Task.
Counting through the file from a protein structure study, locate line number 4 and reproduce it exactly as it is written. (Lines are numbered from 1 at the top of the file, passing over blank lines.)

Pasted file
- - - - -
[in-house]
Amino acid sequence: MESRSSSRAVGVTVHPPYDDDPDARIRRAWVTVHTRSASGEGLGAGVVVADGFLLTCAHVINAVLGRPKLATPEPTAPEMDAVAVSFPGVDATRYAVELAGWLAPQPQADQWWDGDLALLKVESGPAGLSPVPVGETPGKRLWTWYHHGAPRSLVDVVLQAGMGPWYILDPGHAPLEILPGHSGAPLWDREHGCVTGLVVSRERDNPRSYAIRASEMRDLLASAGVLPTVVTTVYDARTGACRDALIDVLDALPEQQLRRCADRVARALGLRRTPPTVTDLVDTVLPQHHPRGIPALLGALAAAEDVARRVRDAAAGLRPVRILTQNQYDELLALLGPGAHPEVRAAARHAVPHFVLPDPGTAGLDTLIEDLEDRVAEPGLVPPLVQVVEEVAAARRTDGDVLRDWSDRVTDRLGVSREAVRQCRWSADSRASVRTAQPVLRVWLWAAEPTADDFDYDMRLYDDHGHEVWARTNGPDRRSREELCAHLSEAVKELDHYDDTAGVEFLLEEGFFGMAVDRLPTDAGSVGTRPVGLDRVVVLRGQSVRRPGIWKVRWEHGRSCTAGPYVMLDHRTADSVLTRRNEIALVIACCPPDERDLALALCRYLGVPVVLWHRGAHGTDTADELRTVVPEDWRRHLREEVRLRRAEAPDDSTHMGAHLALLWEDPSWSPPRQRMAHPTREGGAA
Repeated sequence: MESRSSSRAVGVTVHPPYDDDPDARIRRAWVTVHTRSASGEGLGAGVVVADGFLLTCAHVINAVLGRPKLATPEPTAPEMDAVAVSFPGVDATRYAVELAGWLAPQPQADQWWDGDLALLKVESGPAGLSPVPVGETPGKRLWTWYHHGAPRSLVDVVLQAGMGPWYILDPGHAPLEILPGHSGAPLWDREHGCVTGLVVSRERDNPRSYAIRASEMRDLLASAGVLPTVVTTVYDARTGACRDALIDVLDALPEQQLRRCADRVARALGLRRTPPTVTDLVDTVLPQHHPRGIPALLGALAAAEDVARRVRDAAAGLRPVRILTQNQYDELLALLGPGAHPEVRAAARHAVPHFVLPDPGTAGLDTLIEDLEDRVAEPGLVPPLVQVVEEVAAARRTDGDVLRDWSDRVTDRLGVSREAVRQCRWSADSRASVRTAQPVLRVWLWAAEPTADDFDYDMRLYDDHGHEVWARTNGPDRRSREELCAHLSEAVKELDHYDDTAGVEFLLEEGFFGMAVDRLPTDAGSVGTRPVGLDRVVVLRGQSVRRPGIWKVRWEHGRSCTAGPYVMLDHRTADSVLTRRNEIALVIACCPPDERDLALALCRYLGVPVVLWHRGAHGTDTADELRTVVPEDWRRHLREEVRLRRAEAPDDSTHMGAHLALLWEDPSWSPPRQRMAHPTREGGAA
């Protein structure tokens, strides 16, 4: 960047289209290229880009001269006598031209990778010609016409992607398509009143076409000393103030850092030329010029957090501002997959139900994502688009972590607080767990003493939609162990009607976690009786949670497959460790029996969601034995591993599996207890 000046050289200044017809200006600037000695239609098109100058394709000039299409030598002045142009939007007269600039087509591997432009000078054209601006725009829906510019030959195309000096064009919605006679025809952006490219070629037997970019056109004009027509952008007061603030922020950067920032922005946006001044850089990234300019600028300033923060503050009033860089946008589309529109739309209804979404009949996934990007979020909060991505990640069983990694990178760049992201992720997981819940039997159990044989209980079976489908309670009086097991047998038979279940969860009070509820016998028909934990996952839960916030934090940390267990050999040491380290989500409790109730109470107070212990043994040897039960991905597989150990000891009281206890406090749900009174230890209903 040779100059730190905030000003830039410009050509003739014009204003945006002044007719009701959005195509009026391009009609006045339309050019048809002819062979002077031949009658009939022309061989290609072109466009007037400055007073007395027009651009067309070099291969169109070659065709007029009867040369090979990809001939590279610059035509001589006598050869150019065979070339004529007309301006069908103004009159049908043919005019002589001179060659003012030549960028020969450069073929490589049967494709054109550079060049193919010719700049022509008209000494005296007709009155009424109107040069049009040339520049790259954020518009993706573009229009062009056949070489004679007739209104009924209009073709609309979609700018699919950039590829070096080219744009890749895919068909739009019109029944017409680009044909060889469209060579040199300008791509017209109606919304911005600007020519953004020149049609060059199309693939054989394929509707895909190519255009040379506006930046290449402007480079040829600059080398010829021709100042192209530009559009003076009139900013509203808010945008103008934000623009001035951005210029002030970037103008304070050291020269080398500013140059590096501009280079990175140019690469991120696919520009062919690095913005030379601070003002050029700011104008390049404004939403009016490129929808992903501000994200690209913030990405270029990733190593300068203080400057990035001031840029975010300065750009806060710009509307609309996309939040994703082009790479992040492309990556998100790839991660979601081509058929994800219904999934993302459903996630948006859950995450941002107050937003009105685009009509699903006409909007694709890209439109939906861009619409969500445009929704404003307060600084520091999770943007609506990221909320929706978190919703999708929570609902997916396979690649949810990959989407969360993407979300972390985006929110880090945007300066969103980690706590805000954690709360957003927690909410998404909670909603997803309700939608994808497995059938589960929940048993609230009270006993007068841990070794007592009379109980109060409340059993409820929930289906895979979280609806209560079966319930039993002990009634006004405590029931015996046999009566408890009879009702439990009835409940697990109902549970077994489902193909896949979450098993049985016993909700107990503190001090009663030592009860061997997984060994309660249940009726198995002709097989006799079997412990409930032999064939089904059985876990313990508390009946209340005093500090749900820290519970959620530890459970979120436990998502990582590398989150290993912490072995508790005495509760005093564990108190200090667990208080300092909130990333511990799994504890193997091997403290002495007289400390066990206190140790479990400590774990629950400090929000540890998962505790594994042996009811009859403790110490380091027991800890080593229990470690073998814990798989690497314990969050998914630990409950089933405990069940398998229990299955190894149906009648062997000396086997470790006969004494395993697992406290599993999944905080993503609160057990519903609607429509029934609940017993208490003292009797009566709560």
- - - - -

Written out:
């Protein structure tokens, strides 16, 4: 960047289209290229880009001269006598031209990778010609016409992607398509009143076409000393103030850092030329010029957090501002997959139900994502688009972590607080767990003493939609162990009607976690009786949670497959460790029996969601034995591993599996207890 000046050289200044017809200006600037000695239609098109100058394709000039299409030598002045142009939007007269600039087509591997432009000078054209601006725009829906510019030959195309000096064009919605006679025809952006490219070629037997970019056109004009027509952008007061603030922020950067920032922005946006001044850089990234300019600028300033923060503050009033860089946008589309529109739309209804979404009949996934990007979020909060991505990640069983990694990178760049992201992720997981819940039997159990044989209980079976489908309670009086097991047998038979279940969860009070509820016998028909934990996952839960916030934090940390267990050999040491380290989500409790109730109470107070212990043994040897039960991905597989150990000891009281206890406090749900009174230890209903 040779100059730190905030000003830039410009050509003739014009204003945006002044007719009701959005195509009026391009009609006045339309050019048809002819062979002077031949009658009939022309061989290609072109466009007037400055007073007395027009651009067309070099291969169109070659065709007029009867040369090979990809001939590279610059035509001589006598050869150019065979070339004529007309301006069908103004009159049908043919005019002589001179060659003012030549960028020969450069073929490589049967494709054109550079060049193919010719700049022509008209000494005296007709009155009424109107040069049009040339520049790259954020518009993706573009229009062009056949070489004679007739209104009924209009073709609309979609700018699919950039590829070096080219744009890749895919068909739009019109029944017409680009044909060889469209060579040199300008791509017209109606919304911005600007020519953004020149049609060059199309693939054989394929509707895909190519255009040379506006930046290449402007480079040829600059080398010829021709100042192209530009559009003076009139900013509203808010945008103008934000623009001035951005210029002030970037103008304070050291020269080398500013140059590096501009280079990175140019690469991120696919520009062919690095913005030379601070003002050029700011104008390049404004939403009016490129929808992903501000994200690209913030990405270029990733190593300068203080400057990035001031840029975010300065750009806060710009509307609309996309939040994703082009790479992040492309990556998100790839991660979601081509058929994800219904999934993302459903996630948006859950995450941002107050937003009105685009009509699903006409909007694709890209439109939906861009619409969500445009929704404003307060600084520091999770943007609506990221909320929706978190919703999708929570609902997916396979690649949810990959989407969360993407979300972390985006929110880090945007300066969103980690706590805000954690709360957003927690909410998404909670909603997803309700939608994808497995059938589960929940048993609230009270006993007068841990070794007592009379109980109060409340059993409820929930289906895979979280609806209560079966319930039993002990009634006004405590029931015996046999009566408890009879009702439990009835409940697990109902549970077994489902193909896949979450098993049985016993909700107990503190001090009663030592009860061997997984060994309660249940009726198995002709097989006799079997412990409930032999064939089904059985876990313990508390009946209340005093500090749900820290519970959620530890459970979120436990998502990582590398989150290993912490072995508790005495509760005093564990108190200090667990208080300092909130990333511990799994504890193997091997403290002495007289400390066990206190140790479990400590774990629950400090929000540890998962505790594994042996009811009859403790110490380091027991800890080593229990470690073998814990798989690497314990969050998914630990409950089933405990069940398998229990299955190894149906009648062997000396086997470790006969004494395993697992406290599993999944905080993503609160057990519903609607429509029934609940017993208490003292009797009566709560």